Such madness may not be too remote from Australia. A Brisbane-based aerospace engineering start-up company Hypersonix Launch Systems, working with the public-funded University of Southern Queensland, has last month received federal government funds for development of its DART CMP Airframe, the world’s first ‘reusable’ hypersonic drone. 

Hypersonix is building the airframe of the hypersonic drone, capable of speeds up to 15,000 km/hr, supported by US companies Boeing, and Kratos Defence Security Solutions, which are both separately developing hypersonic drones with military applications.

‘New age’ hypersonic missiles and drones are not the only airborne weapons cooperation occurring between nations of the AUKUS pact. RAAF’s Woomera Test Range in South Australia has been the site of BAE Systems long-delayed development work on its Taranis supersonic stealth bomber drone.

The Defence Department is very serious about arming Australia with hypersonic missiles. In 2020 Defence allocated $9.3-billion for high-speed long-range strike and missile defence including for hypersonic development, test and evaluation. This is part of the eye-watering $270-billion spend on defence capability over the decade under the Force Structure Plan 2020, a part of Australia’s legitimate defence needs, as well as support to military actions of the US empire.

The use of two hypersonic missiles by Russia against Ukraine military targets in March seemed to take the US by surprise. The US Defence Secretary, Lloyd Austin, publicly downplayed the development, saying he did ‘not see it as a gamechanger.’ 

But have no doubt, the sphincters of the US Joint Chiefs of Staff and European military leaders tightened several notches as they realised the Russians had just used in battle a missile for which they have no present defence. Instantly, US military bases, like those in Germany or the NSA satellite surveillance post at Menwith Hill in the UK, were undefendable.

The Russian Kinzal ‘Dagger’ hypersonic air-to-surface missile reportedly has a range of 2,000 kms and can reach speeds of 12,000 km/hr. The missiles were fired from Mig-31 fighters outside of Ukraine airspace hitting one target in the far west of Ukraine near the border with Poland, a NATO member. As well as destroying the Ukraine military arms depot and fuel storage, the ‘Dagger’ missiles also destroyed the West’s sense of invulnerability.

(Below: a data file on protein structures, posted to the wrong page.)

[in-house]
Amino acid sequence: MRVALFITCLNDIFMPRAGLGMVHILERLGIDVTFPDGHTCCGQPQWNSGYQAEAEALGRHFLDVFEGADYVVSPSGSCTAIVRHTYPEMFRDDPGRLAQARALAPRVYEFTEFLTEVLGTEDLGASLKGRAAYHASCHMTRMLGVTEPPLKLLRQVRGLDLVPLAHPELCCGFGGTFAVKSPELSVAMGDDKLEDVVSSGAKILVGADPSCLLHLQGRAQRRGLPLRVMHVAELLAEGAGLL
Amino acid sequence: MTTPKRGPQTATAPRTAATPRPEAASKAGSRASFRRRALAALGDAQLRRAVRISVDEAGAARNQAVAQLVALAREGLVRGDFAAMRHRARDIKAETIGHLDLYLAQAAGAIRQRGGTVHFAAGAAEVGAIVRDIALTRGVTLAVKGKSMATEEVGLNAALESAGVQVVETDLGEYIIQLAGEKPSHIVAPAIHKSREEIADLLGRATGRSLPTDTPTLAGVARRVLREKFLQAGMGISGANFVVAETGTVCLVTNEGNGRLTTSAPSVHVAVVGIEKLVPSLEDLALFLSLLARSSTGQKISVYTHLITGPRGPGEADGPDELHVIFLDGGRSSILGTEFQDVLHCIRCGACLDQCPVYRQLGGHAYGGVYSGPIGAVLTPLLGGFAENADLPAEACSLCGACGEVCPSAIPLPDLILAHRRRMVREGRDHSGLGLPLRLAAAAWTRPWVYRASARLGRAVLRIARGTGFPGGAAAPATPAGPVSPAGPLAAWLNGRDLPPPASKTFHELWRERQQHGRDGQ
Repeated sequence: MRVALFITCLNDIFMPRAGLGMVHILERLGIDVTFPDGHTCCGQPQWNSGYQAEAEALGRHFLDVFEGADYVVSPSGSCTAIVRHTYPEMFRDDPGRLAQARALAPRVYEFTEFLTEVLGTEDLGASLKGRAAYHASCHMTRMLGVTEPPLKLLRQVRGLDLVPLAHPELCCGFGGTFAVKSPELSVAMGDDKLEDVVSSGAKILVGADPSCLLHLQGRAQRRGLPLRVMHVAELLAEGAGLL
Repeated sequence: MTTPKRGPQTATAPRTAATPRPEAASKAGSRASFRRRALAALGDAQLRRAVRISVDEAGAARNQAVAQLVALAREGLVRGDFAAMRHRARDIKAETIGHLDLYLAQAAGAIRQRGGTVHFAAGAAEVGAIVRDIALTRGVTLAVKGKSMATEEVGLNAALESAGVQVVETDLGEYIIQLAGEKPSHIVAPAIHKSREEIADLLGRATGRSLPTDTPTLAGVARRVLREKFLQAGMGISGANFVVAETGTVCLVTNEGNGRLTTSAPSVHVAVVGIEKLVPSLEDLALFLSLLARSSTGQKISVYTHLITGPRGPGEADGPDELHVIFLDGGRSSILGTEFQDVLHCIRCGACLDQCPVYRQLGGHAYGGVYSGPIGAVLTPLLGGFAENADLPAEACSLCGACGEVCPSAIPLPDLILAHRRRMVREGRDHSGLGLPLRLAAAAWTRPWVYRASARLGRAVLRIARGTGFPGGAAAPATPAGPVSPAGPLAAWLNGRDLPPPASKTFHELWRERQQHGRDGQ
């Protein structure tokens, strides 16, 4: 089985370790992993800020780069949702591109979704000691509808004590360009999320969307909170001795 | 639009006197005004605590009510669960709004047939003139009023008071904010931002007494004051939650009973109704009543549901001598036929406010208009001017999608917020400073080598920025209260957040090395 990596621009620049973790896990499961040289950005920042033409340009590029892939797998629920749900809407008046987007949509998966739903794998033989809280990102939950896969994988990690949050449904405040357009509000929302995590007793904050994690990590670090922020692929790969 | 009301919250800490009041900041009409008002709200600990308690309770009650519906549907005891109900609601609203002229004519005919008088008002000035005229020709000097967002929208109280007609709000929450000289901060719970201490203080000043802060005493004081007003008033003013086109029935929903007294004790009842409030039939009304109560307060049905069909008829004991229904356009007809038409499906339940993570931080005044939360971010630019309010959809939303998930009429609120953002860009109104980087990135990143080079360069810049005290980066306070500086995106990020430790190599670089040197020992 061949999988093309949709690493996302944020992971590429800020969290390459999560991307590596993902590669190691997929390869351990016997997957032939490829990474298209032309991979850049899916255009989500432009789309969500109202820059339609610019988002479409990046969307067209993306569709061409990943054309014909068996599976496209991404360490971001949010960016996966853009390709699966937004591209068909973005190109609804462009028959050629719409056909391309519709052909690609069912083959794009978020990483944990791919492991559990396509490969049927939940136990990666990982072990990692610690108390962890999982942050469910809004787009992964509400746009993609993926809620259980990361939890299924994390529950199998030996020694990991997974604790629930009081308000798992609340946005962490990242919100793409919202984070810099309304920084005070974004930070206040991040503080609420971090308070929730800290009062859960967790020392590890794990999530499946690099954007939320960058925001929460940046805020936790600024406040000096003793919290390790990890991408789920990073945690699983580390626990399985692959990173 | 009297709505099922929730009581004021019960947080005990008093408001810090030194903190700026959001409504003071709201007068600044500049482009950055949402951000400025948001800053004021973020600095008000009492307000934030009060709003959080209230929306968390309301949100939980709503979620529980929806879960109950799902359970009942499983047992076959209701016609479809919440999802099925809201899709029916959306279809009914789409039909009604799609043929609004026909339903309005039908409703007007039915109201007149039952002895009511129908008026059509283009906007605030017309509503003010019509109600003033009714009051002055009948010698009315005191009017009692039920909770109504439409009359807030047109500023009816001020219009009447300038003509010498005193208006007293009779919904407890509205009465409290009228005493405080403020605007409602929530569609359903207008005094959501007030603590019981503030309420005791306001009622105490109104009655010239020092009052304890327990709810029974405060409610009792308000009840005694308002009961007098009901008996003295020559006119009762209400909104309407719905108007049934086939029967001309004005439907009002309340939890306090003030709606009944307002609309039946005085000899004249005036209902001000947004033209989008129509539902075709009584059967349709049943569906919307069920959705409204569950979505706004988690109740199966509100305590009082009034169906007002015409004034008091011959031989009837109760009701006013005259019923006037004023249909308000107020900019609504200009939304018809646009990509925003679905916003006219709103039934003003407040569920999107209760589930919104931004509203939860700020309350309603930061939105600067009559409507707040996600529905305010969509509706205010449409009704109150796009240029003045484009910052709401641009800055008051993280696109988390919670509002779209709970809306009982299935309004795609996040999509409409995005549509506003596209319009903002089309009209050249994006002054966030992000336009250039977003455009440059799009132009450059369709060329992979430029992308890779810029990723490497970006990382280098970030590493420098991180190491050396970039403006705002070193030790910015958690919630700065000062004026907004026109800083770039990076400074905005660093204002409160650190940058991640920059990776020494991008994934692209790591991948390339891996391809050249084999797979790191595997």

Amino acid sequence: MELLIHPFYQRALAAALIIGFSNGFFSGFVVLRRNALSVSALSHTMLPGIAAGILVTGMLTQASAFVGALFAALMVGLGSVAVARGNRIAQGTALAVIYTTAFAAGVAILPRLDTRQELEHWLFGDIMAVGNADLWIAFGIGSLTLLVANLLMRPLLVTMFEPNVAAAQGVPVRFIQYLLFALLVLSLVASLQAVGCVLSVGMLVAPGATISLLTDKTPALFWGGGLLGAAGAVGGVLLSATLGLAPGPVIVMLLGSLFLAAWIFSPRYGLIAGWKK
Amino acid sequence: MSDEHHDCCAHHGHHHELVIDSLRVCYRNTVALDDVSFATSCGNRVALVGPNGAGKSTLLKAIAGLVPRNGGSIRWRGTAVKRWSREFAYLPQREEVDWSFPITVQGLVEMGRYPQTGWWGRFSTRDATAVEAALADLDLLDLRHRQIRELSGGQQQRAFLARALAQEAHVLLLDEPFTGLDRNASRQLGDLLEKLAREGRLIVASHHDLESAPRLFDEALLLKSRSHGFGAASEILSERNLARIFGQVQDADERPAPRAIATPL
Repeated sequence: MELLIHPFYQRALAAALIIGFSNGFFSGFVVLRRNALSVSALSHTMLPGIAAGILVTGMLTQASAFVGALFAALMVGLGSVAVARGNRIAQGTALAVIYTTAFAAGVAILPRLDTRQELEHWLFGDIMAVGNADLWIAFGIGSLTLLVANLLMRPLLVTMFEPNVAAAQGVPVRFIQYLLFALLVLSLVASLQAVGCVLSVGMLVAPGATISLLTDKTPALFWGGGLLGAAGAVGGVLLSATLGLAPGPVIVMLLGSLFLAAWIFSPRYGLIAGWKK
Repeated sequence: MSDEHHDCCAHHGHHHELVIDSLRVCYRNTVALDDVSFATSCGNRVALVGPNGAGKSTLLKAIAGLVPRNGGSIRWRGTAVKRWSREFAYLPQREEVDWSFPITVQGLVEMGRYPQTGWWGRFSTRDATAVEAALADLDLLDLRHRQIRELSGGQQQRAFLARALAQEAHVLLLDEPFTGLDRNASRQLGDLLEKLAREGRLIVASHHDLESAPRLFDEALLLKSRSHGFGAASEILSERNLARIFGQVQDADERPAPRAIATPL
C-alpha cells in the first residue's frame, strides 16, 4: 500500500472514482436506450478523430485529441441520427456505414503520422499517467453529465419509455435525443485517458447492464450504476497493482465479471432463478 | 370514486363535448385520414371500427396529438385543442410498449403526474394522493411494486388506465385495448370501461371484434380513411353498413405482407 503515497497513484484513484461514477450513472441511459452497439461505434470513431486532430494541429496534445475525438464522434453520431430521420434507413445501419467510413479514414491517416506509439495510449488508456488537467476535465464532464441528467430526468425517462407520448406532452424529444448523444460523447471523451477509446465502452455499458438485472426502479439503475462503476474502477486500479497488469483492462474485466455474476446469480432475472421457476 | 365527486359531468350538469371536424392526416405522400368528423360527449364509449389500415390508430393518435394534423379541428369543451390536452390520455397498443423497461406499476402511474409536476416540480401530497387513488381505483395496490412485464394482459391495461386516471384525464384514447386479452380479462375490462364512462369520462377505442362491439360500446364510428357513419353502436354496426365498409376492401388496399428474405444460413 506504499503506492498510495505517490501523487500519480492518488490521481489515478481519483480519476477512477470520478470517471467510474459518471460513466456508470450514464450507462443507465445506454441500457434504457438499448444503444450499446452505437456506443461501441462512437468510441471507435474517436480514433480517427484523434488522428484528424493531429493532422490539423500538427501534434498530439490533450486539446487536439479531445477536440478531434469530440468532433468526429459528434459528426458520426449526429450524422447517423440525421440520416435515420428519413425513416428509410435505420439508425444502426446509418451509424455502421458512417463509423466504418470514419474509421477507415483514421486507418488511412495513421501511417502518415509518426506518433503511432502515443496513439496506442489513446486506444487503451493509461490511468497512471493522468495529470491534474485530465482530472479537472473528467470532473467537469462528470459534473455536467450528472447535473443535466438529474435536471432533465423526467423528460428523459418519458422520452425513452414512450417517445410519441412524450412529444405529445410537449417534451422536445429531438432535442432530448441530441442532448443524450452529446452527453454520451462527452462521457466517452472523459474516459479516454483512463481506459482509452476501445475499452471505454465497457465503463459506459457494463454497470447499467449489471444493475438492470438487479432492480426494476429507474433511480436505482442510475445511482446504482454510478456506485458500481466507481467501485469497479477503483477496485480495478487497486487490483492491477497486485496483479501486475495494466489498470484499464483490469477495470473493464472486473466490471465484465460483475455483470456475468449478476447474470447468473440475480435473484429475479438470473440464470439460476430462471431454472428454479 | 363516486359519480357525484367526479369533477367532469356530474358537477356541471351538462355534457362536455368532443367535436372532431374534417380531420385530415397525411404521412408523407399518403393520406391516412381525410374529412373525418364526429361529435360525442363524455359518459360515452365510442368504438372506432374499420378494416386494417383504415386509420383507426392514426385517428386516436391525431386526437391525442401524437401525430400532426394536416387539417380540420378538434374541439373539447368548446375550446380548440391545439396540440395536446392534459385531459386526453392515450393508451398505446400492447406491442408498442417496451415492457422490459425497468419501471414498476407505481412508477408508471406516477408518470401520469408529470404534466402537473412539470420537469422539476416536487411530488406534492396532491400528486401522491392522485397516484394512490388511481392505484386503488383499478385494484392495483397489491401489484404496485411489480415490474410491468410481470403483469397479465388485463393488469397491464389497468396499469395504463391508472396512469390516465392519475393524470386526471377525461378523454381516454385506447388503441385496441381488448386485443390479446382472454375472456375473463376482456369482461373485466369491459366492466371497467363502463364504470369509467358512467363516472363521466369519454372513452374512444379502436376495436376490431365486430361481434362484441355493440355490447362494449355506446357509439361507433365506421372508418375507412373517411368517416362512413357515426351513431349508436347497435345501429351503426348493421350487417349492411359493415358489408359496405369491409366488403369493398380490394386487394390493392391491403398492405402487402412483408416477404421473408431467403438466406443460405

Russian President Putin said development of the hypersonic missiles was permitted following the US decision in 2002 to abandon the 1972 Anti-Ballistic Missile Treaty, a bilateral agreement between the Soviet Union and US. China also has developed hypersonic weapons after first testing its Wu-14 missile in 2014.

The need for international controls and a return to adherence to the abandoned mutual containment system by all countries has suddenly become very apparent.

Despite Australia’s headlong rush to splash cash on new advanced military weapons, there is some confusion apparent within the highest levels of the Defence Department as to the real strategic effect of the development and use of hypersonic missiles. 

statement by the Australian Defence Minister at the time, Linda Reynolds, when speaking about hypersonic weapons for Australia illustrates the confusion: ‘Investing in capabilities that deter actions against Australia also benefits our region, our allies and our security partners.’

The utilisation of hypersonic missile technology has been described as ‘disruptive capability’ – and disruptive it surely is. Far short of ‘deterring’ other nations, as the minister suggests, hypersonic weapons may increase uncertainty and hence the likelihood of conflict. They are already contributing to a regional arms race with Japan, South Korea, North Korea, Taiwan, USA and China all presently expanding missile development.

The use of hypersonic missiles trashes conventional reluctance to be the first to start a war as it removes the perceived threat of retaliation. Hypersonic missiles which can travel as fast as eight-times the speed of sound, greatly reduce the chance of the targeted nation retaliating, as the warning time reduces dramatically. The first warning now might be the sounds of missile explosions. 

At present an uneasy peace between nuclear nations exists, with the belief an enemy would not start a war due to the likely retaliation that would follow any first attack launch. The hypersonic capability allows nations to launch with a much reduced fear of interception or retaliation.

Hypersonic missiles will allow for a pre-emptive war if the nation possessing them thinks an enemy state is moving towards conflict. The Mutually Assured Destruction, or MAD, window for avoiding war is slamming shut.